As impor­tant as reviv­ing Inter­na­tion­al Work­ers’ Day is in the Unit­ed States, the actions of Reading’s shop­keep­ers con­tribute to some­thing even more essen­tial: reviv­ing the strike. Major work stop­pages, those involv­ing 1,000 or more work­ers, have declined by approx­i­mate­ly 90 per­cent over the past four decades, accord­ing to the fed­er­al Bureau of Labor Sta­tis­tics.

That peri­od has been marked by a sus­tained anti-union offen­sive by employ­ers. Begin­ning with the Phelps-Dodge strike in 1983, com­pa­nies dust­ed off an obscure Supreme Court prece­dent that gut­ted the legal right to strike by tak­ing away work­ers’ right to return to the job when the strike is over. Com­pa­nies hard-bar­gained over pay freezes and ben­e­fit reduc­tions, dared their unions to go out on strike and hired scabs to take the strik­ers’ jobs and vote the union out.

As a result, strikes today are seen by union lead­ers and mem­bers alike as very risky propo­si­tions, and job actions have declined accord­ing­ly. That is a prob­lem that com­pounds itself. Our great­est pow­er is still the work we do and our occa­sion­al refusal to do it. But if work­ers don’t see exam­ples of oth­er work­ers going on strike, what is going to get them think­ing about their pow­er and how to exer­cise it?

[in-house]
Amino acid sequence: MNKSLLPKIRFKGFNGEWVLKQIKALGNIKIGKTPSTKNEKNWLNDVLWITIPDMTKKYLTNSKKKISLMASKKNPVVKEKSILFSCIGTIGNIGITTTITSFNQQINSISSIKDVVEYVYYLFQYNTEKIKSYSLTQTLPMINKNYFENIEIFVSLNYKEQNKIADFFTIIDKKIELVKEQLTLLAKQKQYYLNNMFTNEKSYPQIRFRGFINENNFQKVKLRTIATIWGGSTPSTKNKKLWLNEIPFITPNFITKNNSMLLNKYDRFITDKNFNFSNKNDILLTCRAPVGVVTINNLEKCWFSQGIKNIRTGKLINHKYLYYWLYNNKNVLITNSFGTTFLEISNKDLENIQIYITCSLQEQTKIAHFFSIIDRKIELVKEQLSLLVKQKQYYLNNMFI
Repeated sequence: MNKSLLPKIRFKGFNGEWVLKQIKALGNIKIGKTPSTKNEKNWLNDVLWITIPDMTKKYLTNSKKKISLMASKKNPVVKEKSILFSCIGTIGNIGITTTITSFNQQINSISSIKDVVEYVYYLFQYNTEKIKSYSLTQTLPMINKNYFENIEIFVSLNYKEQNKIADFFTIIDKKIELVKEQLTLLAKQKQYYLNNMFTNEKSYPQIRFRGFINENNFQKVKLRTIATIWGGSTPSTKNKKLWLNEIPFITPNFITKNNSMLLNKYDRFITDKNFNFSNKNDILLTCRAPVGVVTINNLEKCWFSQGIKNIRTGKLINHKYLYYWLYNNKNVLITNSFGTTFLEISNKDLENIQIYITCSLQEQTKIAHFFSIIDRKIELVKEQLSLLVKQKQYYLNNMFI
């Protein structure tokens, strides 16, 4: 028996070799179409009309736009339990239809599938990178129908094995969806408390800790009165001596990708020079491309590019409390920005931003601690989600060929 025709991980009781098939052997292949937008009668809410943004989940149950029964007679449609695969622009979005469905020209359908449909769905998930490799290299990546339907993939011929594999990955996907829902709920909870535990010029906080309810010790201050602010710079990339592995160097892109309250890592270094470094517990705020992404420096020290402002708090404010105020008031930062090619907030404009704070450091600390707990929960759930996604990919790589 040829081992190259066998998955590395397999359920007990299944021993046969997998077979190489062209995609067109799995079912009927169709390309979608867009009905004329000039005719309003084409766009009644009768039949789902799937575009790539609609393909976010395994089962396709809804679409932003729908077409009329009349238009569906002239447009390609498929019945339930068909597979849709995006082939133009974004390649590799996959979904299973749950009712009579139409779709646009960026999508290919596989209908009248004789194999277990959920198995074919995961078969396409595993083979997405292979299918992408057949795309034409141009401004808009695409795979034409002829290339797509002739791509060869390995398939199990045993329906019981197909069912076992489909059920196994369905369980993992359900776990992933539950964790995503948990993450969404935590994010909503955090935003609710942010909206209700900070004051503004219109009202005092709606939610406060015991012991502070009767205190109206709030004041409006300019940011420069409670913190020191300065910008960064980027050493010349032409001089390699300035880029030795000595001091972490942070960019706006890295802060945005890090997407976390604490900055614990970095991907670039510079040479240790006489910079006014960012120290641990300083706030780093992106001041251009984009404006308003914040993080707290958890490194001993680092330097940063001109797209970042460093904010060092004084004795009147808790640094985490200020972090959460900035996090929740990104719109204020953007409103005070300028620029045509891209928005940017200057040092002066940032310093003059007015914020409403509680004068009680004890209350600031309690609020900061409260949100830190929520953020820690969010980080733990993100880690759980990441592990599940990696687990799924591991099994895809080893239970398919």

What are par­tic­u­lar­ly need­ed are exam­ples of work stop­pages that don’t look like tra­di­tion­al union strikes. The major­i­ty of Amer­i­can work­ers want to be in a union, but our rigged sys­tem makes win­ning a legal­ly cer­ti­fied bar­gain­ing unit damn near impos­si­ble. If the 90 per­cent or so of work­ers who don’t have a union are to protest to demand a bet­ter life, a strike is not going to look like bar­gain­ing to impasse, print­ing up pick­et signs and march­ing in a long line or a protest pen in front of a fac­to­ry. But it could look like Reading’s May Day gen­er­al strike.

Most of the busi­ness­es that closed — lunch coun­ters, small gro­cery stores, clean­ers — were sin­gle pro­pri­etor­ships or fam­i­ly busi­ness­es employ­ing less than five peo­ple. They don’t do bet­ter than work­ers who sell their labor in a tra­di­tion­al way,” says Make the Road’s Marin. Our nation’s labor laws don’t even treat most of them as employ­ees who have rights; many are treat­ed as employ­ers under the law. But they are work­ers and their strike is an exam­ple of a big­ger, broad­er labor move­ment that fights for more than just wages, hours and work­ing con­di­tions. A labor move­ment that stands up for the whole com­mu­ni­ty, with the whole com­mu­ni­ty, can inspire more work­ers to weigh and wield their pow­er. Let Read­ing be an example.

Shaun Rich­man is an In These Times con­tribut­ing writer and the Pro­gram Direc­tor of the Har­ry Van Ars­dale Jr. School of Labor Stud­ies at SUNY Empire State Col­lege. His Twit­ter han­dle is @Ess_Dog.
Limited Time:

SUBSCRIBE TO IN THESE TIMES MAGAZINE FOR JUST $1 A MONTH